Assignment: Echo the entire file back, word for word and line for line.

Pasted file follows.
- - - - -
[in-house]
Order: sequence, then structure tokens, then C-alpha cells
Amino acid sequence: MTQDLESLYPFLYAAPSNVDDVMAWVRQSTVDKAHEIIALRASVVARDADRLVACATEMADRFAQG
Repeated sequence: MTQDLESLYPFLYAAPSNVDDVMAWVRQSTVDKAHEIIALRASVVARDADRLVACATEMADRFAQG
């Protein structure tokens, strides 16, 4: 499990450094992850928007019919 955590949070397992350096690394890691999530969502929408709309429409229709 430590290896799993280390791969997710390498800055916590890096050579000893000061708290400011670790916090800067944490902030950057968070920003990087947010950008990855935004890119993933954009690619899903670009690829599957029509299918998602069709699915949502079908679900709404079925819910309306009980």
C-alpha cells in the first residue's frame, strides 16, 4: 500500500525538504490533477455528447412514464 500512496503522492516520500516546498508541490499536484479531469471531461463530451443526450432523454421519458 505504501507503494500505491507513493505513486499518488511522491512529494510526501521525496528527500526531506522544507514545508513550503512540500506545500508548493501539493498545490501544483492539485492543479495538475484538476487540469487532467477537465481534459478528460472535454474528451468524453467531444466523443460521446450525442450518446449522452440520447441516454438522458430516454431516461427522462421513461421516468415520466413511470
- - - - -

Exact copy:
[in-house]
Order: sequence, then structure tokens, then C-alpha cells
Amino acid sequence: MTQDLESLYPFLYAAPSNVDDVMAWVRQSTVDKAHEIIALRASVVARDADRLVACATEMADRFAQG
Repeated sequence: MTQDLESLYPFLYAAPSNVDDVMAWVRQSTVDKAHEIIALRASVVARDADRLVACATEMADRFAQG
């Protein structure tokens, strides 16, 4: 499990450094992850928007019919 955590949070397992350096690394890691999530969502929408709309429409229709 430590290896799993280390791969997710390498800055916590890096050579000893000061708290400011670790916090800067944490902030950057968070920003990087947010950008990855935004890119993933954009690619899903670009690829599957029509299918998602069709699915949502079908679900709404079925819910309306009980």
C-alpha cells in the first residue's frame, strides 16, 4: 500500500525538504490533477455528447412514464 500512496503522492516520500516546498508541490499536484479531469471531461463530451443526450432523454421519458 505504501507503494500505491507513493505513486499518488511522491512529494510526501521525496528527500526531506522544507514545508513550503512540500506545500508548493501539493498545490501544483492539485492543479495538475484538476487540469487532467477537465481534459478528460472535454474528451468524453467531444466523443460521446450525442450518446449522452440520447441516454438522458430516454431516461427522462421513461421516468415520466413511470